An attached single-family dwelling located along a river near the Jersey Shore was the scene of a major structural fire. The insured’s college-age son was in a third-floor room studying. While in the living room on the second floor, the insured observed smoke flashing past the windows. A smoke detector sounded on the first floor within seconds. Moving down to the first floor, the insured observed fire venting from the laundry room, and was quickly driven from the first floor to the exterior of the house. He immediately called for his son, who responded that he could not exit via the interior stairway due to the flames on the first floor. After descending the stairs to the second floor, the son was forced to jump from a window.
A forensic investigation revealed the well-involved fire originated in an electric clothes dryer. Fire patterns on the dryer were consistent with an extensive lint buildup. Further evaluation of the fire patterns and fire extension within the first floor showed an unusual configuration for the routing of the metal exhaust duct for the dryer vent. The builder had decided to route the exhaust from the laundry room near the front of the structure to the rear wall adjacent to a parking lot, an extended run for metal ducting.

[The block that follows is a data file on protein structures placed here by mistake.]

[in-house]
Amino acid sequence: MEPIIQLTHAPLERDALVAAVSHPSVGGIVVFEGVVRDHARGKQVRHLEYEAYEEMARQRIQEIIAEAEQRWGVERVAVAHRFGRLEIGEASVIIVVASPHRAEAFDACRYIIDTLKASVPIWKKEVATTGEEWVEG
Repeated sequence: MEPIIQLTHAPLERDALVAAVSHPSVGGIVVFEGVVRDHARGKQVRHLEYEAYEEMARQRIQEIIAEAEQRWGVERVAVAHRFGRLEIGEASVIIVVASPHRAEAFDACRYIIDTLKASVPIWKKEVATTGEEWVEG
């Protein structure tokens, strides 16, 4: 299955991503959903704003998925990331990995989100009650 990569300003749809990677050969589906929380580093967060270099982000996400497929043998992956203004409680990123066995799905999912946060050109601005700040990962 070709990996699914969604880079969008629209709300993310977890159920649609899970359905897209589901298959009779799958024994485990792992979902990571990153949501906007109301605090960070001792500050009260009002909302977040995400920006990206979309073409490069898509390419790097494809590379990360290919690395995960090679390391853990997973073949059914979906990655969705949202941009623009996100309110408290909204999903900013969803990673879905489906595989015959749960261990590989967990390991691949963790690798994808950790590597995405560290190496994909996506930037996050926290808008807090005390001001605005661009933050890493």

The insured stated that he had the dryer duct cleaned more than a year before the fire. In his opinion, the dryer was operating properly. Removal of the dryer from the laundry room showed an excessive lint accumulation in the duct pipe. The duct transitioned into a 90º bend extending within a ceiling void to the rear of the dwelling. At the downstream end of the 90º bend, an octopus-looking device was found lodged in the duct pipe. Evident by inspection, the duct cleaning contractor lost the duct whip during his procedure. Unfortunately, the insured was unable to recall the contractor that had been used.